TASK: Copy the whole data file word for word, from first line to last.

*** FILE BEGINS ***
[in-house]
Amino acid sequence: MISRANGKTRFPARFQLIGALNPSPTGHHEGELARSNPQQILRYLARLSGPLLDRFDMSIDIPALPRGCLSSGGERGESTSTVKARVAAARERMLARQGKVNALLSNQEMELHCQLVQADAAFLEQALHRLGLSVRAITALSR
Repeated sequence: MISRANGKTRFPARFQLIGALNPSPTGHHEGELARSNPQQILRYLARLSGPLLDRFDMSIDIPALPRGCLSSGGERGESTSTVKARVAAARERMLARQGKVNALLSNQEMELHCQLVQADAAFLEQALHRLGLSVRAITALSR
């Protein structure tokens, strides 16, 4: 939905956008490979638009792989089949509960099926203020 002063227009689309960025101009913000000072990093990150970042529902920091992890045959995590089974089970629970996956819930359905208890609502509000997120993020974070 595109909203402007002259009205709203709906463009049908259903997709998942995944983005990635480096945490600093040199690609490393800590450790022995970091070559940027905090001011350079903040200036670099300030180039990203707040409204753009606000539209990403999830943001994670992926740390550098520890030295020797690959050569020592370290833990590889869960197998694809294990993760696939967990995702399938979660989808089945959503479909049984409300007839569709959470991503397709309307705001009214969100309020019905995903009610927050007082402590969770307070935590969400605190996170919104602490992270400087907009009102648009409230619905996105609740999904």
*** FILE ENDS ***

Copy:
[in-house]
Amino acid sequence: MISRANGKTRFPARFQLIGALNPSPTGHHEGELARSNPQQILRYLARLSGPLLDRFDMSIDIPALPRGCLSSGGERGESTSTVKARVAAARERMLARQGKVNALLSNQEMELHCQLVQADAAFLEQALHRLGLSVRAITALSR
Repeated sequence: MISRANGKTRFPARFQLIGALNPSPTGHHEGELARSNPQQILRYLARLSGPLLDRFDMSIDIPALPRGCLSSGGERGESTSTVKARVAAARERMLARQGKVNALLSNQEMELHCQLVQADAAFLEQALHRLGLSVRAITALSR
């Protein structure tokens, strides 16, 4: 939905956008490979638009792989089949509960099926203020 002063227009689309960025101009913000000072990093990150970042529902920091992890045959995590089974089970629970996956819930359905208890609502509000997120993020974070 595109909203402007002259009205709203709906463009049908259903997709998942995944983005990635480096945490600093040199690609490393800590450790022995970091070559940027905090001011350079903040200036670099300030180039990203707040409204753009606000539209990403999830943001994670992926740390550098520890030295020797690959050569020592370290833990590889869960197998694809294990993760696939967990995702399938979660989808089945959503479909049984409300007839569709959470991503397709309307705001009214969100309020019905995903009610927050007082402590969770307070935590969400605190996170919104602490992270400087907009009102648009409230619905996105609740999904």